NASA Missions Exploring Dwarf Planets Ceres and Pluto

Now I’m not a planetary astronomer, but like you, I’m excited by any kind of space exploration, and this year the NASA missions, Dawn and New Horizons, will give us the closest and most detailed views of dwarf planets yet.

What is a “dwarf planet,” you ask? Excellent question. Until about ten years ago, astronomers usually referred to small planet-like objects that were not satellites (moons) as “planetoids.” In some ways, they resembled the eight more massive planets in our solar system as well as Pluto, which had a borderline status. Astronomers discovered Charon, Eris (previously called 2003 UB313), and Ceres, and they expected to discover many more, likely rapidly expanding the ranks of our esteemed class of planets. Either they all had to be included, or a clear classification system would have to be determined and Pluto would be reclassified.

Courtesy: IAU

Courtesy: IAU

At the International Astronomical Union (IAU) meeting in Prague in 2006, astronomers opted for the latter in Resolution 5. They demoted poor Pluto, but I think they did the right thing. (I was working in Heidelberg, Germany at the time, and if I’d known how historic this IAU meeting would be, maybe I would’ve tried to attend!) The IAU’s defines a dwarf planet as “a celestial body that (a) is in orbit around the Sun, (b) has sufficient mass for its self-gravity to overcome rigid body forces so that it assumes a hydrostatic equilibrium (nearly round) shape (c) has not cleared the neighbourhood around its orbit, and (d) is not a satellite.” The criterion (c) is the important one here, because it means that the object has not become gravitationally dominant in its orbital zone, which is the case for Pluto and the other planetoids beyond Neptune and for Ceres, the only dwarf planet in the asteroid belt between Mars and Jupiter. These are contentious issues, and the debate even made it into the New Yorker. But let’s be clear: these things are small, and they’re all less massive than Earth’s moon.

We don’t know as much about dwarf planets as we do about the planets in our system, so let’s go exploring! What do these new space missions have in store for us?

Ceres

In 2007, NASA launched the Dawn spacecraft to study Ceres up close. A couple days ago, two centuries after Sicilian astronomer Father Giuseppe Piazzi discovered Ceres, Dawn became the first spacecraft to orbit a dwarf planet. As the deputy Principal Investigator Carol Raymond put it on Friday, this is an “historic day for planetary exploration.” Jim Green, NASA’s Planetary Science Division Director, says that with Dawn, we are “learning about building blocks of terrestrial planets in our solar system.”

Dawn has obtained excellent detailed images already, as you can see in the (sped up) animation below.

Credit:  NASA/JPL-Caltech/UCLA/MPS/DLR/IDA

Credit:
NASA/JPL-Caltech/UCLA/MPS/DLR/IDA

The pair of bright spots in a crater stand out, and astronomers are trying to figure out what they are. They might be an indication of geological activity on it’s changing surface. Ceres has a rocky core and an ice layer, and it’s also possible that these are reflective patches of ice that have been exposed by space rocks falling in and striking the surface. For more information, check out this blog post by Emily Lakdawalla and these articles in the LA Times and Wired.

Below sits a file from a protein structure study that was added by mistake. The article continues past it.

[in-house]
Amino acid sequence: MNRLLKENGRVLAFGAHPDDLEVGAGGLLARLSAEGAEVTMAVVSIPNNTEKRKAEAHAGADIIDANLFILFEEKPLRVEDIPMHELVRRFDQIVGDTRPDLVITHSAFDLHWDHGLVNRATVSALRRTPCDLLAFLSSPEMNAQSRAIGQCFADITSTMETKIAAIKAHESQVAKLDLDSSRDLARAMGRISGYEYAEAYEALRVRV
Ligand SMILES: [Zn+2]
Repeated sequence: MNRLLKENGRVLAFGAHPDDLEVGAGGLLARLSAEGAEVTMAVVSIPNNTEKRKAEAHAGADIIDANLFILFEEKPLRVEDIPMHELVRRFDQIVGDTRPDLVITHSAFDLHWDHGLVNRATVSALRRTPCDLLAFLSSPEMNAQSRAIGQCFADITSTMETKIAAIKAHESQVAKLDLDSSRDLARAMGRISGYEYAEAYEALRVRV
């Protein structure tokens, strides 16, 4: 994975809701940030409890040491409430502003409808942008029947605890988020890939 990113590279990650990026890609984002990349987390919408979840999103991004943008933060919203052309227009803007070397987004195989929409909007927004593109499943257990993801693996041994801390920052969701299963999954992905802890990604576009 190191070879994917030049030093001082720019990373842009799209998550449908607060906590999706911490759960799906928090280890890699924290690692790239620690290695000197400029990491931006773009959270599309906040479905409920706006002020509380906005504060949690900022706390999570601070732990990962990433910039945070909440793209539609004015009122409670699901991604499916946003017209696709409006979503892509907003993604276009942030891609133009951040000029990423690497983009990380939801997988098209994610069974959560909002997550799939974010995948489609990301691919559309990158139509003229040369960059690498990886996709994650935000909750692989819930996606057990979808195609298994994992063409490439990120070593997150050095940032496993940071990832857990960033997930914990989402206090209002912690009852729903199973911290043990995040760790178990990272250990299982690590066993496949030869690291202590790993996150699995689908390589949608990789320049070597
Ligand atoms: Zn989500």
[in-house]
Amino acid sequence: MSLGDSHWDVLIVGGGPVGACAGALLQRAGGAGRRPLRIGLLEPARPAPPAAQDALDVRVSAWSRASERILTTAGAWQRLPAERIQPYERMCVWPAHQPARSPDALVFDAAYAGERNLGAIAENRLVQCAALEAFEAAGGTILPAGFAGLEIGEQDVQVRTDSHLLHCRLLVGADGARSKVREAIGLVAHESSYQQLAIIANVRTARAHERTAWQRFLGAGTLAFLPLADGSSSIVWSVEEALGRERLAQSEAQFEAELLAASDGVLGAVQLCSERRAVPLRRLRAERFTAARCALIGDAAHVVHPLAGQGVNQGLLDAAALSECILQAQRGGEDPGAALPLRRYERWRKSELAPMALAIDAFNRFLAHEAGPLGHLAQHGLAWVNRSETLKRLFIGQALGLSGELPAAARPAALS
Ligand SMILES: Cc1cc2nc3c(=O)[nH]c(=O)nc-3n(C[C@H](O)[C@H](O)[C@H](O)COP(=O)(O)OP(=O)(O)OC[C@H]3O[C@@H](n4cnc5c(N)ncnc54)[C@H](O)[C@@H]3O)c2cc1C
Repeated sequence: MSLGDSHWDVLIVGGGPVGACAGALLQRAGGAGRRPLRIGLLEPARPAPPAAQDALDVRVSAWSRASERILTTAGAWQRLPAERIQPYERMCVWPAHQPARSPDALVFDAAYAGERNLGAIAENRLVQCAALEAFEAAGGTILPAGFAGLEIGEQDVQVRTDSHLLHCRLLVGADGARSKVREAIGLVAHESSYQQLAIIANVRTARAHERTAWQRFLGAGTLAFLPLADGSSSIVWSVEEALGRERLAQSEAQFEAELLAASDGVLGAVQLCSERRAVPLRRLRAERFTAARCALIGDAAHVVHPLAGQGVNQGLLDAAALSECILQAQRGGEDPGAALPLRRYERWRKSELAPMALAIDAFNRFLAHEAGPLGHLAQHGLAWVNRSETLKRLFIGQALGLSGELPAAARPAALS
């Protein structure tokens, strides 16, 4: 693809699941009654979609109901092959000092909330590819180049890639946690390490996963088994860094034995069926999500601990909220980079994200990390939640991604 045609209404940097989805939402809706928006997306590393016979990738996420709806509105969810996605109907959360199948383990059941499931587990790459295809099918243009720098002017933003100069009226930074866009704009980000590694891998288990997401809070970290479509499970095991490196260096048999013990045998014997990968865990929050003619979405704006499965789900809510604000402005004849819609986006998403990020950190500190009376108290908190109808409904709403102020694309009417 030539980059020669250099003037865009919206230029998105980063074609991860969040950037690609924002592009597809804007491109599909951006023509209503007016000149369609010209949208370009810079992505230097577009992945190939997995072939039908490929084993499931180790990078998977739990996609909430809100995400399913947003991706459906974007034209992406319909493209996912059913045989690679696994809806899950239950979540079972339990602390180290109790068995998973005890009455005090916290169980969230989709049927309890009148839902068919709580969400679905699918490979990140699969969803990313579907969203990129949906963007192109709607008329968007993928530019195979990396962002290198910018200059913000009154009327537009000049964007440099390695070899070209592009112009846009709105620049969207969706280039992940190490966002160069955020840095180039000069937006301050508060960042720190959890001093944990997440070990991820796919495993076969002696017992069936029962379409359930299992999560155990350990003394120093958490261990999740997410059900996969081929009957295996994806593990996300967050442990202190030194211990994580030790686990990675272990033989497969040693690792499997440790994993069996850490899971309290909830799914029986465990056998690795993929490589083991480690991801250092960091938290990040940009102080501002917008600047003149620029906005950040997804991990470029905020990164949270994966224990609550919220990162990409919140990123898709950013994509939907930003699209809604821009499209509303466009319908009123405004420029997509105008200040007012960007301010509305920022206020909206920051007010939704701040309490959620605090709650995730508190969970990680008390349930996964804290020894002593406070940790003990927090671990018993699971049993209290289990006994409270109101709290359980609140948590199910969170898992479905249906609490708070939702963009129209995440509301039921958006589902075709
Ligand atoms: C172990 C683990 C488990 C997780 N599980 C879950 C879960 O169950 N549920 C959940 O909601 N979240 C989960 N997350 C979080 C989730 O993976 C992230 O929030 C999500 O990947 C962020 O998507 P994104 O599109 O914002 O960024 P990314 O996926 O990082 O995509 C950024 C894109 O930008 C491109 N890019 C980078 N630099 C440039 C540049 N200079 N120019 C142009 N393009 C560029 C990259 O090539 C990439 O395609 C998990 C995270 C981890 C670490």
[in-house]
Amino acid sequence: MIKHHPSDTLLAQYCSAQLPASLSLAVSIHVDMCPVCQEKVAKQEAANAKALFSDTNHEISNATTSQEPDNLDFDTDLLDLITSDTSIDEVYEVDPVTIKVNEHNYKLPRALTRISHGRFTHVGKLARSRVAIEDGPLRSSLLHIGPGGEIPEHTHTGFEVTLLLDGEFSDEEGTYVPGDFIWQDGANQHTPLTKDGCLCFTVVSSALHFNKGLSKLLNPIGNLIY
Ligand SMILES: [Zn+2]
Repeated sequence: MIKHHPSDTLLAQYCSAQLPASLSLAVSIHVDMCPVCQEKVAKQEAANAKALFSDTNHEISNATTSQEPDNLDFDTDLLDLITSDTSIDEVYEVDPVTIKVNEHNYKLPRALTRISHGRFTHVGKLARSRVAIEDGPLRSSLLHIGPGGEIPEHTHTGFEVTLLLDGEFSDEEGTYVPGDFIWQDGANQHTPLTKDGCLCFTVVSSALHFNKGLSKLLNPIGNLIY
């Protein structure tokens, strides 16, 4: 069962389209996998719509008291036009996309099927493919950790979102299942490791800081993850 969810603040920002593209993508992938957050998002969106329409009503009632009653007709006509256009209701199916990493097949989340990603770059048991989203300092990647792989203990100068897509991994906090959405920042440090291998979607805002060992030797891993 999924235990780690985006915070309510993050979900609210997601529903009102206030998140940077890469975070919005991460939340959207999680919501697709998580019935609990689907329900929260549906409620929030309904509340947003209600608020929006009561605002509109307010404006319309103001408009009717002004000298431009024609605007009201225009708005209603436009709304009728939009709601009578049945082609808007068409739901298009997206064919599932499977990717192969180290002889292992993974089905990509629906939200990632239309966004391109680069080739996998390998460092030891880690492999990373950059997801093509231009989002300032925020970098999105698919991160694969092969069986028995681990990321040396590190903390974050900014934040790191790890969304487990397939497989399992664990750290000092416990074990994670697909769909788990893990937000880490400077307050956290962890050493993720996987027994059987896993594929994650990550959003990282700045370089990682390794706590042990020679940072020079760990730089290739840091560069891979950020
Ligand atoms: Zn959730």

As Dawn uses its propulsion systems to reshape its orbit and get closer views, astronomers expect to learn more about those spots, look for plumes, and examine the surface for strange craters or other distinguishing features. The spacecraft will later turn on its spectrometers and determine which minerals are present and how abundant they are.

Pluto

NASA launched New Horizons in 2006, and it had much farther to travel to reach Pluto. In January, NASA announced that New Horizons is making its approach to the erstwhile planet, though it’s still about 200 million kilometers away. Mark your calendars: it will fly by Pluto (as it will be traveling too fast to orbit) on 14th July, and at a distance of only 13,000 km, New Horizons’ instruments will obtain the best images yet of it. For more information, check out this article by Jason Major in Universe Today and Phil Plait in Slate.

Distant image of Pluto by New Horizons. Credit: NASA/Johns Hopkins APL/Southwest Research Institute.

Distant image of Pluto by New Horizons. Credit: NASA/Johns Hopkins APL/Southwest Research Institute.

A couple ago, leaders in planetary astronomy highlighted the importance of Dawn and New Horizons in their Decadal Survey. I think both space missions will turn out to be worthwhile, and let’s stay tuned to see what they discover over the next few months.

4 thoughts on “NASA Missions Exploring Dwarf Planets Ceres and Pluto

  1. Pingback: Nine New Dwarfs Discovered in Our Local Group of Galaxies | Science Political

  2. Pingback: Tussles in Brussels: How Einstein vs Bohr Shaped Modern Science Debates | Science Political

  3. Pingback: New Discoveries as New Horizons Flies by Pluto! | Science Political

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